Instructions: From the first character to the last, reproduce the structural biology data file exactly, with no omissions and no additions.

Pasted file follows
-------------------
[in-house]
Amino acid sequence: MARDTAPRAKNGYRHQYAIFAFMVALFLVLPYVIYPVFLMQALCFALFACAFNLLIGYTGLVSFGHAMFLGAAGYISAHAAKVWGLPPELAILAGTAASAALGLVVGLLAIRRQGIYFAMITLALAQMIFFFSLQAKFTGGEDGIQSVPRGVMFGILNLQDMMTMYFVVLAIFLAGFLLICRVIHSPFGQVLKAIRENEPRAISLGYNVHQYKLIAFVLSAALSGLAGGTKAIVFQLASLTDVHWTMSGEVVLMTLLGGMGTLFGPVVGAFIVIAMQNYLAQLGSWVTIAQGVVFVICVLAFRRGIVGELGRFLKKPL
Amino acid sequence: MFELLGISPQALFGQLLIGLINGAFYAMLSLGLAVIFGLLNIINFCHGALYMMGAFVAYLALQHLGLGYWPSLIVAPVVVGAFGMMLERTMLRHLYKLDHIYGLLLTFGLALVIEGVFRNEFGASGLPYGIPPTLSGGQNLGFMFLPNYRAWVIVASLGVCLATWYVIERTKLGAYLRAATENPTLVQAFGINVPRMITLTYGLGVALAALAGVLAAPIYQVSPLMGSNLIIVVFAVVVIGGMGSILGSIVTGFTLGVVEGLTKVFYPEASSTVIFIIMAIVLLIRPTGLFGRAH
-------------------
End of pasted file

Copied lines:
[in-house]
Amino acid sequence: MARDTAPRAKNGYRHQYAIFAFMVALFLVLPYVIYPVFLMQALCFALFACAFNLLIGYTGLVSFGHAMFLGAAGYISAHAAKVWGLPPELAILAGTAASAALGLVVGLLAIRRQGIYFAMITLALAQMIFFFSLQAKFTGGEDGIQSVPRGVMFGILNLQDMMTMYFVVLAIFLAGFLLICRVIHSPFGQVLKAIRENEPRAISLGYNVHQYKLIAFVLSAALSGLAGGTKAIVFQLASLTDVHWTMSGEVVLMTLLGGMGTLFGPVVGAFIVIAMQNYLAQLGSWVTIAQGVVFVICVLAFRRGIVGELGRFLKKPL
Amino acid sequence: MFELLGISPQALFGQLLIGLINGAFYAMLSLGLAVIFGLLNIINFCHGALYMMGAFVAYLALQHLGLGYWPSLIVAPVVVGAFGMMLERTMLRHLYKLDHIYGLLLTFGLALVIEGVFRNEFGASGLPYGIPPTLSGGQNLGFMFLPNYRAWVIVASLGVCLATWYVIERTKLGAYLRAATENPTLVQAFGINVPRMITLTYGLGVALAALAGVLAAPIYQVSPLMGSNLIIVVFAVVVIGGMGSILGSIVTGFTLGVVEGLTKVFYPEASSTVIFIIMAIVLLIRPTGLFGRAH